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sanmk4890

Minimum specs for a game dev laptop

30 posts in this topic

Hi, I'm planning to buy a new laptop and I'd like to know the minimum specifications to look for, so that I can comfortably develop games. By comfortably, I mean that the hardware shouldn't be a bottleneck at any point. (I know a desktop is a better choice for the screen size, but that's not an option here for me).

 

I'm just a hobbyist game developer, but I don't want the option of developing graphically intensive games pre-emptively taken away from me by having bought the wrong laptop.

 

My budget is at $1000. I looked at some 4GB RAM laptops. Then I read some reviews which said that with 4GB RAM , rendering tasks do take much longer time.

A friend finally suggested that if I need a laptop which gives me room for any kind of gamedev work, then the minimum config should be this:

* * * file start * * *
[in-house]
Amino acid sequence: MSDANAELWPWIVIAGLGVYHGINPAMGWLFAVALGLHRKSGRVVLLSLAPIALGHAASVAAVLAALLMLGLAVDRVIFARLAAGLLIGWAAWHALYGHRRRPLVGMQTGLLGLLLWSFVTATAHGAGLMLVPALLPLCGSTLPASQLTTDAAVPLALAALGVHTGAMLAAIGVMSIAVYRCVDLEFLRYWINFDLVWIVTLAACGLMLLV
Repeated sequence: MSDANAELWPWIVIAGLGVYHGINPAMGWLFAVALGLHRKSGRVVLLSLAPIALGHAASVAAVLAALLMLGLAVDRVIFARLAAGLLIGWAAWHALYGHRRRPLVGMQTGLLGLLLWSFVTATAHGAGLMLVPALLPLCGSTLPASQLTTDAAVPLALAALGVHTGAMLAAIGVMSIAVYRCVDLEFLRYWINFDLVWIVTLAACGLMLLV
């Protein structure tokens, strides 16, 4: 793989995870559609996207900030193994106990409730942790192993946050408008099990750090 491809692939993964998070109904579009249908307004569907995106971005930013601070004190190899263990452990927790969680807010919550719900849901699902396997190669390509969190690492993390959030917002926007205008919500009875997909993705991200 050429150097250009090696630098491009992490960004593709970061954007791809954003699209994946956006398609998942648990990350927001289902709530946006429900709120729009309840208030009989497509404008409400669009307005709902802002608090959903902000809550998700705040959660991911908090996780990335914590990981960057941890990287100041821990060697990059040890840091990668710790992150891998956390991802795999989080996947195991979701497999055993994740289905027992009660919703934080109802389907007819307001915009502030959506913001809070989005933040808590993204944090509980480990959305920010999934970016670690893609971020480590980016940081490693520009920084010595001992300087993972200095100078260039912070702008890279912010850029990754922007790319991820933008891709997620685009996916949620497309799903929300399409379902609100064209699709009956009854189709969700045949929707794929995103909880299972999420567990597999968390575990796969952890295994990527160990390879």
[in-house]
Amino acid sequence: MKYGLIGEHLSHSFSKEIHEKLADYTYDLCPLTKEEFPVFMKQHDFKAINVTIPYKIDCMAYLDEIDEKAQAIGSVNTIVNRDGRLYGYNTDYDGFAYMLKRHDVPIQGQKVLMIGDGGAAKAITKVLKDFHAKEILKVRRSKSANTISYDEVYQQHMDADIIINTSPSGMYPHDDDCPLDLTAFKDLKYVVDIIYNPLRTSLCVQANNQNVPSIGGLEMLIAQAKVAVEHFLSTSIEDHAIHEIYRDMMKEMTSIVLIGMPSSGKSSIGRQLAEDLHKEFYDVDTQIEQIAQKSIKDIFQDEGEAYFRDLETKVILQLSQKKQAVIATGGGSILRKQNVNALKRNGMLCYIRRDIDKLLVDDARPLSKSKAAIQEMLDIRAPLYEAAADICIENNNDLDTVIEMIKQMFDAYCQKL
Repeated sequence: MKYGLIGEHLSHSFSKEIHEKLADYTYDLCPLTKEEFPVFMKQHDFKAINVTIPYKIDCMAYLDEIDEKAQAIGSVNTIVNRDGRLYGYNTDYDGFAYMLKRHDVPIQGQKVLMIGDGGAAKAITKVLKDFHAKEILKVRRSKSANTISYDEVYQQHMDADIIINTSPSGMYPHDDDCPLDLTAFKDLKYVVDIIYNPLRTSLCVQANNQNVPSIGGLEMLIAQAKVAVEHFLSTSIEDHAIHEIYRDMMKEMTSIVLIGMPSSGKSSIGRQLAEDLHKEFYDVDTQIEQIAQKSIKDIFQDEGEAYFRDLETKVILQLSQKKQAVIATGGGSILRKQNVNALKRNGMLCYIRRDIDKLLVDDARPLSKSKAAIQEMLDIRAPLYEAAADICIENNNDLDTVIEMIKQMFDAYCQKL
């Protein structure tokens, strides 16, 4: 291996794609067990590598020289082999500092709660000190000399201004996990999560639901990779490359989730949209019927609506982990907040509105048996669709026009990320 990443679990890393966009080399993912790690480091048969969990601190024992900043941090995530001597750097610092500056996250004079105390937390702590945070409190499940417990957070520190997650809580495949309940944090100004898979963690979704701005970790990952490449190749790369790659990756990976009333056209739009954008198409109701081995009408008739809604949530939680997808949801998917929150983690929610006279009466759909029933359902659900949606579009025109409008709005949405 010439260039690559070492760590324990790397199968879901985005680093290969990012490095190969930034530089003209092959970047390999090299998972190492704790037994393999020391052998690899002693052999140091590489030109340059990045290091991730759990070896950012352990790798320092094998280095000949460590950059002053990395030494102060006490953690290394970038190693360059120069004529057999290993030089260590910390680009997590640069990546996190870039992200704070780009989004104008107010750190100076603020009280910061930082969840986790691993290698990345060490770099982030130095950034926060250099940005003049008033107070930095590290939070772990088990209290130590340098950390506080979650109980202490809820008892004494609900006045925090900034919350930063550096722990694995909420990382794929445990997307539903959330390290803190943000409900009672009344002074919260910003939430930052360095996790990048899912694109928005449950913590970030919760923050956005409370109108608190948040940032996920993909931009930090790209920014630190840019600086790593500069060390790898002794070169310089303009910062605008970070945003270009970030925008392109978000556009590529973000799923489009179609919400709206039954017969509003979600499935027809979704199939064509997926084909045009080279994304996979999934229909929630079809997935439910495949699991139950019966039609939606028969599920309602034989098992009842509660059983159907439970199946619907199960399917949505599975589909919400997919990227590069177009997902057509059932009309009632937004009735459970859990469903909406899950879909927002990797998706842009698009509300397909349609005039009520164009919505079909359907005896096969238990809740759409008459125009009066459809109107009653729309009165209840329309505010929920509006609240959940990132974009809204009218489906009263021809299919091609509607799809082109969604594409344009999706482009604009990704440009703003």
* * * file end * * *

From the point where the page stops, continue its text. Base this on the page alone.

1. Minimum 8GB DDR3 memory

2. Intel i7 (4th gen)

3. Nvidia/AMD GPU

4. 15 Inch screen with 1920 x 1080 resolution

5. 512 GB HDD

 

All laptops with the above  configs weigh easily more than 2.5 kgs.

 

My question: Are the above configs really necessary? Is there a way to drop some of them and thus have a lighter weight laptop?

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Yes. Look for smaller screen sizes.

 

With that budget, you can have an entry/mid-level GPU, and 8gb of memory. It won't be enough for next-gen, but then again, you might not need next-gen. However, I don't think you can find one that's under 15 inch that easily.

 

If you do insist on sub-15inch though, all you'll get is entry-level GPU.

 

Maybe a cheap Asus RoG? I haven't looked at their current ranges, but they had some nice systems last I checked (which was in 2010-2011 I think...).